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The new article BREAST CANCER INCIDENCE IN THE URAL COHORT OF INDIVIDUALS EXPOSED TO RADIATION IN CHILDHOOD (Ludmila Yu. Krestinina, Sergey A. Shalaginov, Stanislav S. Silkin, Ludmila D. Mikryukova) is now available online at Journal of Radiation Safety Issues № 1 (105), 2022.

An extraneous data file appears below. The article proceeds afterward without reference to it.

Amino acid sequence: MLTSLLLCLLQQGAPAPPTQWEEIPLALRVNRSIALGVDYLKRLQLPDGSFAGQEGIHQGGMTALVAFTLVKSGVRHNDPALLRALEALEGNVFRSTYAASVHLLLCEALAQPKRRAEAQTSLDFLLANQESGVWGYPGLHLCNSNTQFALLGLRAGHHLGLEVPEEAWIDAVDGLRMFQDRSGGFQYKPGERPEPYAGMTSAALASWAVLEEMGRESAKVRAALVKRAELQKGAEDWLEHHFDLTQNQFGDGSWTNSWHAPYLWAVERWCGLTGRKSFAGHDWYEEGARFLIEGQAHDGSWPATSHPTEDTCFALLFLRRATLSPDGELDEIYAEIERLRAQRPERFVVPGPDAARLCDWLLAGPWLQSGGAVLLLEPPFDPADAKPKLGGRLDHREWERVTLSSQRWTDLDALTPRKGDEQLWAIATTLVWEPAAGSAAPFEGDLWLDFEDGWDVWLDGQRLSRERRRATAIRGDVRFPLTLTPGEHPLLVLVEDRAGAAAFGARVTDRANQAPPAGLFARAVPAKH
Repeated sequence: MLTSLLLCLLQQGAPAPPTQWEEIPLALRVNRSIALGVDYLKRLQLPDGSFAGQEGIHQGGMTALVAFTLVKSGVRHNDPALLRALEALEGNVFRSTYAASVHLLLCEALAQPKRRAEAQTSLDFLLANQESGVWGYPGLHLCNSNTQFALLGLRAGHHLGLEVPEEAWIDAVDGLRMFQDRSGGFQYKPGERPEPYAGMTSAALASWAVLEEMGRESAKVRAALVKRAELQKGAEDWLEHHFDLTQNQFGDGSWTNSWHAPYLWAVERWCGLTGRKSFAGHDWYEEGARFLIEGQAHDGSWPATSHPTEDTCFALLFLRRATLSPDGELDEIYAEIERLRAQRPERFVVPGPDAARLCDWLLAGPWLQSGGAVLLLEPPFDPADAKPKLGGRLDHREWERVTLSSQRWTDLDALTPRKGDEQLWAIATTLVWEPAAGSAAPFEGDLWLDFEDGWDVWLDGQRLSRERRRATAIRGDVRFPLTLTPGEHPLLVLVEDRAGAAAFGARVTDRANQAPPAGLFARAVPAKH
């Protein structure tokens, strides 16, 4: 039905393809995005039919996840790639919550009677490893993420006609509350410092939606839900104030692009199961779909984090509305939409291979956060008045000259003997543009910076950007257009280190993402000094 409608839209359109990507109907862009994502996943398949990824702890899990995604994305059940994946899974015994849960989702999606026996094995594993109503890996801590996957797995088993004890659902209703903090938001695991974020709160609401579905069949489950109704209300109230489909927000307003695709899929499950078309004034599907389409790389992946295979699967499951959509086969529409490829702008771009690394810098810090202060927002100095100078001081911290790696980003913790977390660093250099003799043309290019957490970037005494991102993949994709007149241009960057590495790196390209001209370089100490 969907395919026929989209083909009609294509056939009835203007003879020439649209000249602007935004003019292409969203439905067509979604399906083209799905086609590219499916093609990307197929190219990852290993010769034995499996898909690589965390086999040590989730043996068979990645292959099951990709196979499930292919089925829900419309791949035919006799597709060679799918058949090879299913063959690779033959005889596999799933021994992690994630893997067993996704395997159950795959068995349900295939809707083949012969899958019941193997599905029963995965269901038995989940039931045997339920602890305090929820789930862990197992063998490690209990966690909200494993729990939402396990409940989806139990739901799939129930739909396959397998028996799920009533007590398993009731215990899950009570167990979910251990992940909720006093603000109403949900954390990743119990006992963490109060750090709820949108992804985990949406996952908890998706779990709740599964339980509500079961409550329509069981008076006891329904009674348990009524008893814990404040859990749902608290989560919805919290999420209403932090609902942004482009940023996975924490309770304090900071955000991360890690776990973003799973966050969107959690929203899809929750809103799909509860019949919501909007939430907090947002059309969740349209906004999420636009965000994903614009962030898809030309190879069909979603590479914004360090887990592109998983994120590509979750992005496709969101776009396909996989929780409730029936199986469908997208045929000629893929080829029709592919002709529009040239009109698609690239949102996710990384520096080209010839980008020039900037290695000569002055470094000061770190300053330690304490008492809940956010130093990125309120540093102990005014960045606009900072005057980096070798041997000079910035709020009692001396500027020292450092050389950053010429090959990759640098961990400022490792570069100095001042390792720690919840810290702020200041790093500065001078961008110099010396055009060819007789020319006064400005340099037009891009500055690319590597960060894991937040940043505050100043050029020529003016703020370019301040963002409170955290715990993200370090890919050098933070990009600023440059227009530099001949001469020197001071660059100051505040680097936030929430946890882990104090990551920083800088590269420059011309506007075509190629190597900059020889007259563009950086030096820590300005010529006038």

The study focuses on individuals aged 0-20 when they were exposed to radiation as a result of two radiation accidents related to the release of radioactive waste to the Techa River and the formation of the East Urals Radioactive Trace in the Southern Ural. These people were integrated in the Urals Childhood Exposure Cohort (UChEC). The objective of the paper is to analyze breast cancer incidence rates in the Urals Childhood Exposure Cohort on the basis of updated data and with the use of the improved dosimetry system. Breast cancer incidence rates in females from the UChEC (established in 2019) have been analyzed for the first time. The female subcohort includes 15,853 individuals. Over a 63-year follow-up period (from 1956 to 2018), 199 cases of breast cancer were recoded and 434,408 person-years at risk were registered in the follow-up area. Standard statistical methods for parameter calculation per 100,000 persons with 95% confidence intervals were used to assess baseline incidence rates. A multivariate analysis was conducted using a simple parametric excess relative risk model by the method of Poisson regression and confidence interval calculation by the maximum likelihood method to evaluate baseline rates and radiogenic risk. The mean dose accumulated in the mammary gland over the follow-up period in women of the entire cohort was 34 mGy, the maximum dose was 1 Gy. The determined patterns of breast cancer incidence were found to be in agreement with the global trends, i.e. an increase in baseline rates over time, with age; high levels of breast cancer incidence in women who gave birth less than twice as compared to those who gave birth 2 and more times; higher levels of breast cancer incidence in people who have first-degree relatives with breast cancer or prostate cancer. The analysis of dose dependence of breast cancer incidence in women revealed an increased risk with increasing dose in women with genetic predisposition as well as in those who did not give birth or gave birth less than twice. Individuals exposed to radiation under the age of 10 have a statistically significant increase in the risk for breast cancer development with increasing dose.